Who the hell twisted my arthritic spine into a hideous, agonizing, excruciating knot? Crippled and weeping, I believed that this time it was the 10 count and I was heading for that long-promised wheelchair. My chronic debilitating pain had finally overwhelmed me - or that's what I thought.
Unfortunately, Dr. Jack Kevorkian, possibly the only doctor I could trust, was still imprisoned at Michigan's Thumb Correctional Facility. The Mercitron, his self-created assisted suicide device, probably sat in some police storage locker where it couldn't be used to end my suffering.
Finally I grasped the truth: all this mental and physical torture was "merely" drug withdrawal. I didn't put myself through this junkie sickness with smack or coke, but with prescription medication approved by Health Canada.
After three years of crazy pill-popping to ease the pain and depression caused by my bunched-up degenerated discs, I'd decided it was time to discontinue my antidepressant, Effexor XR.
As a sicky, I believed I was an educated consumer when it came to my medication. An excellent dialogue with my doctor and a smattering of knowledge made me aware of the dangers of popping and not popping meds that alter brain chemicals. However, nothing prepared me for the agony of stopping them.
Now that I've done the research, I know the symptoms associated with the discontinuation of selective serotonin reuptake inhibitors (SRRIs) like Wellbutrin SR or Zyban, Remeron RD, Luvox, Zoloft, Effexor, Paxil, Prozac and Celexa. I know the same about serotonin and norepinephrine reuptake inhibitors (SNRIs) like Effexor XR.
In 93, Health Canada began noting discontinuation symptoms in the drug product monographs (PMs) accessed by physicians. The first to be tagged for these side effects was Paxil. Soon, all SSRIs and SNRIs had withdrawal characteristics listed in their PMs.
The government regulator's PMs, which run about 400 pages and are not written in laymen's terms, aren't made available to the public. Says HC spokesperson Catherine Saunders, "The prescribing physician is considered an important source of information for the patient."
If he or she shares, that is. Certainly, it's not easy getting the drug companies to be conversational. Wyeth Pharmaceuticals still hasn't returned my repeated phone calls over a weeklong period.
It's interesting that the U.S. Food and Drug Administration, concerned about "adverse events" associated with stopping these drugs, forced 10 Big Pharma companies to issue "Dear Healthcare Professional" letters (DHPL) in the summer of 2004. HC, though clearly aware of the situation, hasn't gone that route.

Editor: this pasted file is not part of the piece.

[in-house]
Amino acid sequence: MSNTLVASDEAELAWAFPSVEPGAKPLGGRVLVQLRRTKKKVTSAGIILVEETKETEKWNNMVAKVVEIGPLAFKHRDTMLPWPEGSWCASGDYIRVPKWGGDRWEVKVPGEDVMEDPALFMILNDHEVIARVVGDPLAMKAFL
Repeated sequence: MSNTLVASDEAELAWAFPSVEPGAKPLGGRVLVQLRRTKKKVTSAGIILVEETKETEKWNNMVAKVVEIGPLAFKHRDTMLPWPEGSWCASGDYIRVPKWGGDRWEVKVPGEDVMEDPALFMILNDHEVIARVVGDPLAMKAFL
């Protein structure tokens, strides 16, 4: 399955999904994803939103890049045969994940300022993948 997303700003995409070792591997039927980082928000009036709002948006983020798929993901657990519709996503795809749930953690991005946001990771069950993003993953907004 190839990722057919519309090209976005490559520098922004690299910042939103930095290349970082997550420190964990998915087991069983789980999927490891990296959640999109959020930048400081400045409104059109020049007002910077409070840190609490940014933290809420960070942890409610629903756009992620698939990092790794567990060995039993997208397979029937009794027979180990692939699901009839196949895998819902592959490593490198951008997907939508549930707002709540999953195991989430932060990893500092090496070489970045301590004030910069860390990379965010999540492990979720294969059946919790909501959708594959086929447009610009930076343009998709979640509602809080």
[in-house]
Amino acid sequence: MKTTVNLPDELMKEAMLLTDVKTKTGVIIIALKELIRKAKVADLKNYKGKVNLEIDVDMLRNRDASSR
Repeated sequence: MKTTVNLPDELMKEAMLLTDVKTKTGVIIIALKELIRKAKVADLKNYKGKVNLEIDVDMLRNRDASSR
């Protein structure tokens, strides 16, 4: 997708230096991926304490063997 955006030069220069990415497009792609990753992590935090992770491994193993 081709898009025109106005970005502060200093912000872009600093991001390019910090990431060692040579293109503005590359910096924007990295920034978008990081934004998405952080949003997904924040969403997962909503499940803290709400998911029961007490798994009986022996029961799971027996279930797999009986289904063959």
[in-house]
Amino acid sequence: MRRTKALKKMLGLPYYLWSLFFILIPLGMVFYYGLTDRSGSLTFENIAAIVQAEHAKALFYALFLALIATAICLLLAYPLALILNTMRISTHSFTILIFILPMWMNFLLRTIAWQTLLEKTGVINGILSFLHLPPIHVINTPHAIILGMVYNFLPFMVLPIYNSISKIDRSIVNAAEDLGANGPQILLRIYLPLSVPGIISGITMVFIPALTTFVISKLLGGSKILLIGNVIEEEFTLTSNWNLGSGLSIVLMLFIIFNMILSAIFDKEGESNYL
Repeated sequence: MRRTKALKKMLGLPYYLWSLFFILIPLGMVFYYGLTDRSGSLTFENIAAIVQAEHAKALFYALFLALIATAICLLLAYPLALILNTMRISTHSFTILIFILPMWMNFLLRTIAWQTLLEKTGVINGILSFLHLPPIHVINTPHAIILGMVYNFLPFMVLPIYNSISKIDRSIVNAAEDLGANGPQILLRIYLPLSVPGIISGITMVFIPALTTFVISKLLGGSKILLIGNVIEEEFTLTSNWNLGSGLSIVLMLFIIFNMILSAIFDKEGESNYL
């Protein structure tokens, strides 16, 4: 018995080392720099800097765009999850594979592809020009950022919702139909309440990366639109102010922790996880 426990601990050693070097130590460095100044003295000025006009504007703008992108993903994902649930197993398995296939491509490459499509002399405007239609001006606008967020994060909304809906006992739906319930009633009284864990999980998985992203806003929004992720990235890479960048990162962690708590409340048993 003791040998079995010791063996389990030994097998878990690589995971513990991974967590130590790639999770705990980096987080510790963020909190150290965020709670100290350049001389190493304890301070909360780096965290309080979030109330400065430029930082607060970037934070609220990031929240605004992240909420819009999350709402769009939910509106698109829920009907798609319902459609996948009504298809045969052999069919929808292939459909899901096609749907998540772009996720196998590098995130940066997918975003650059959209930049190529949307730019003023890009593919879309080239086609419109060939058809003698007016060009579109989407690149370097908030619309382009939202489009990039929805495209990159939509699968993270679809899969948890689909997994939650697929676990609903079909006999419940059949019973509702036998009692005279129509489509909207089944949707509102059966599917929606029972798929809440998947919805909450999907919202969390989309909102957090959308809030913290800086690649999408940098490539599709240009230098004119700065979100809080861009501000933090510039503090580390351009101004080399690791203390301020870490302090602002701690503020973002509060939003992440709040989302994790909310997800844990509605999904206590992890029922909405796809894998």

The DHPL from Wyeth Pharmaceuticals is the most detailed. "During marketing of Effexor XR and other SNRIs and SSRIs, there have been reports of adverse events occurring upon discontinuation, particularly when abrupt, including the following; dysphoric mood, irritability, agitation, dizziness, sensory disturbances (paresthesias such as electric shock sensations), anxiety, confusion, headaches, lethargy, emotional lability, insomnia, hypomania, tinnitus and seizures."
D'ya think? As my liver flushed three years of toxins, my body checked that symptom list to ensure that I got them all, in mega-doses: deadly back pain, constant stun-gun shocks, endless twitching, How I Could Just Kill A Man anger, suicidal thoughts, ringing ears, muscle rigidity, shortness of breath and panic attacks.
Like a junkie craving, raving and demanding his narcotic, I went through such horrors that at times during the 72 hours I was bedridden I considered relenting. Had the nasty pills been in my medicine chest, I most certainly would have downed them.
However, it was during these moments of weakness, confusion and sweating that another side emerged. My dogged determination came from the realization that if these medications were causing me to be this ill, they certainly couldn't be too beneficial. Perhaps serious withdrawal is the body's way of saying, "Don't ever poison me like that again."
I fought bouts of subterranean depression with late-night long-distance phone calls to my friend Nat in Australia. I cuddled Gonzo, a lanky sable ferret, who demonstrated many great sleeping techniques while curled on my chest.
On day four, a few new problems emerged. Waking up to cold, clammy sheets, boxers and T-shirt, I experienced a sensation not unlike what it must feel like to be hit by a stun gun.
Some daring grade schoolers demonstrate their bravery by putting their tongues on a 9V battery. It gives a good little jolt. This was more like licking a car battery or being tossed into electrified barbed wire by Cactus Jack or getting blasted by an army field phone battery.
After many weeks of cleansing my system, the sickness continues mildly. The lightning bolts haven't ceased, but the charge, thank god, has dimmed.